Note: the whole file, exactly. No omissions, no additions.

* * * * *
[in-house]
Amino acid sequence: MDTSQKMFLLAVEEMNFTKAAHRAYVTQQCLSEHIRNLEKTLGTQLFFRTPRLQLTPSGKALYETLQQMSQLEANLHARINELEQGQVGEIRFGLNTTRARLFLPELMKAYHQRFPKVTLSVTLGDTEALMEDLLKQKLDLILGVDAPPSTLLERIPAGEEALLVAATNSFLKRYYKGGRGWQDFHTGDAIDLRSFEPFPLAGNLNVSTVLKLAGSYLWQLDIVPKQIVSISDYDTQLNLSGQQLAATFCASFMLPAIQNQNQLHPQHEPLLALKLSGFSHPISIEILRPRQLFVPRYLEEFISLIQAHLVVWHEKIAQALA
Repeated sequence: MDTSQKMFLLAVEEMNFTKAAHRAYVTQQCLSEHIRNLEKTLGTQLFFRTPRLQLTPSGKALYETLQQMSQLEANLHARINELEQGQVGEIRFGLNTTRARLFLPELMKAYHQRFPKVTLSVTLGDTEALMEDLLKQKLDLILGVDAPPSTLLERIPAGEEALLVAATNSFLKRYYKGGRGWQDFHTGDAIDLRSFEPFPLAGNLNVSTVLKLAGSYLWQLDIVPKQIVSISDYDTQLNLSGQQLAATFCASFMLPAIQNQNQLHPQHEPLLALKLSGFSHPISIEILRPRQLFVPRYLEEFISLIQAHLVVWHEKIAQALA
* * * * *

[in-house]
Amino acid sequence: MDTSQKMFLLAVEEMNFTKAAHRAYVTQQCLSEHIRNLEKTLGTQLFFRTPRLQLTPSGKALYETLQQMSQLEANLHARINELEQGQVGEIRFGLNTTRARLFLPELMKAYHQRFPKVTLSVTLGDTEALMEDLLKQKLDLILGVDAPPSTLLERIPAGEEALLVAATNSFLKRYYKGGRGWQDFHTGDAIDLRSFEPFPLAGNLNVSTVLKLAGSYLWQLDIVPKQIVSISDYDTQLNLSGQQLAATFCASFMLPAIQNQNQLHPQHEPLLALKLSGFSHPISIEILRPRQLFVPRYLEEFISLIQAHLVVWHEKIAQALA
Repeated sequence: MDTSQKMFLLAVEEMNFTKAAHRAYVTQQCLSEHIRNLEKTLGTQLFFRTPRLQLTPSGKALYETLQQMSQLEANLHARINELEQGQVGEIRFGLNTTRARLFLPELMKAYHQRFPKVTLSVTLGDTEALMEDLLKQKLDLILGVDAPPSTLLERIPAGEEALLVAATNSFLKRYYKGGRGWQDFHTGDAIDLRSFEPFPLAGNLNVSTVLKLAGSYLWQLDIVPKQIVSISDYDTQLNLSGQQLAATFCASFMLPAIQNQNQLHPQHEPLLALKLSGFSHPISIEILRPRQLFVPRYLEEFISLIQAHLVVWHEKIAQALA